## 5. Effective medium description of nonlocal spoof wire composites

Successful application of effective medium theory requires knowledge of the frequency-dependent effective medium parameters ${\u03f5}_{\perp},{\u03f5}_{zz},$ and $\xi $. While in the limit of plasmonic wires these parameters can be directly related to permittivity of metal and host matrix, these expressions cannot be used in the case of corrugated highly-conductive wires. Therefore, in order to test the applicability of the Eqs. (3), we extracted the frequency-dependent effective medium parameters by least-square fitting numerical data to Eqs. (3). Spectral response of effective medium parameters is illustrated in Fig. 4. The same figure presents nonlocal effective medium permittivity of the system.

Figure 4(d) demonstrate the validity of the proposed effective medium description comparing the predictions of Eq. (3) and exact numerical solutions of Maxwell equations. It is clearly seen that Eq. (3) adequately describes electromagnetism in corrugated wire systems.

Importantly, the corrugated wire composite provides complete map of optics of nonlocal hyperbolic wires to low (GHz) frequencies. The composite supports three waves, comprising one ordinary wave with spherical dispersion and two extraordinary modes, one with elliptical/epsilon-near-zero dispersion and one with hyperbolic-like dispersion.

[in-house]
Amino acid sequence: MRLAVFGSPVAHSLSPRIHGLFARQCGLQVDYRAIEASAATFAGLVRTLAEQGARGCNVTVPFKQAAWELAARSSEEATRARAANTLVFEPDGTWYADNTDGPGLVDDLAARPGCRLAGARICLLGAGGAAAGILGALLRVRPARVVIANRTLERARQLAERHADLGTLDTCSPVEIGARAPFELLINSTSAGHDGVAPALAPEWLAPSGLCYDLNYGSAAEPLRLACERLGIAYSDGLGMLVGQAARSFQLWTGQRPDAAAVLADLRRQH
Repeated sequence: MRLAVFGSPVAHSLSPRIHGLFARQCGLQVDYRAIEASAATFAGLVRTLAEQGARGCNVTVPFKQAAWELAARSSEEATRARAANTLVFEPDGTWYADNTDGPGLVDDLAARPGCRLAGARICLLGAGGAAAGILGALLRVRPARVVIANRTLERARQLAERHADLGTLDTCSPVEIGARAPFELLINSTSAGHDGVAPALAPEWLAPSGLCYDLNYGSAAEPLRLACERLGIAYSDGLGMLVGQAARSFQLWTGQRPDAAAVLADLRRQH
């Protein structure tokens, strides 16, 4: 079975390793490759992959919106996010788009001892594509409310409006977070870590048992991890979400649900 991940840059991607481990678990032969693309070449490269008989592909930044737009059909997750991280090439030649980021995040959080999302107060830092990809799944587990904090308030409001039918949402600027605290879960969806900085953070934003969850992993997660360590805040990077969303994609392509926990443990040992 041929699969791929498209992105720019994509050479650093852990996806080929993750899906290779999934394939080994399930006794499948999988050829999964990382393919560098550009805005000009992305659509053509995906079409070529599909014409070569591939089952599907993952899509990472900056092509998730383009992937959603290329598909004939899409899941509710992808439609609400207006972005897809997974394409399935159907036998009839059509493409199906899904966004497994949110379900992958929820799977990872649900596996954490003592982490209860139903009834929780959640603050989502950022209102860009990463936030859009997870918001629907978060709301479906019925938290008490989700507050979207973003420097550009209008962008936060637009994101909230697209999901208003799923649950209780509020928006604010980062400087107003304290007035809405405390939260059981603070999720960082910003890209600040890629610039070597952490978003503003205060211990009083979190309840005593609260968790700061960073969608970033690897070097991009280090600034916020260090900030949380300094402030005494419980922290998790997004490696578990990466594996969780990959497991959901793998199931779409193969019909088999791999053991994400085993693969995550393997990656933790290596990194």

## 6. Conclusions

To conclude, we demonstrated a new metamaterial based on arrays of corrugated wires that is capable of realizing nonlocal hyperbolic and epsilon-near-zero electromagnetism in low-frequency systems. We also demonstrated a quantitative map of the electromagnetic properties of such corrugated wire composite on high-frequency (optical) response of plasmonic nanowire composites.

By appropriately scaling geometric parameters of corrugated wire structures, the optical response of the composite can be engineered throughout far-IR…THz…GHz frequency ranges where propagation of spoof plasmons has been already demonstrated in few-interface structures.

Applicability of the effective medium description, proposed in this work is limited to $\left|{k}_{x}\right|\lesssim \pi /a$. The range of applicability of the proposed formalism can be significantly extended by designing metamaterials with deep subwavelength period that can be realized when the space between corrugations is filled with high-index media.

The proposed new class of corrugated wire metamaterials brings new avenues of engineering refractive response and optical density of states to the low-frequency (far IR…GHz) electromagnetic domain. Engineered nonlocality and hyperbolicity can be utilized to optimize detection and generation of low-frequency radiation, high resolution imaging, and enhancement of nonlinerities.

## Funding

US Army Research Office (W911NF-16-1-0261); Binational Science Foundation (project 2016059); PAZY Foundation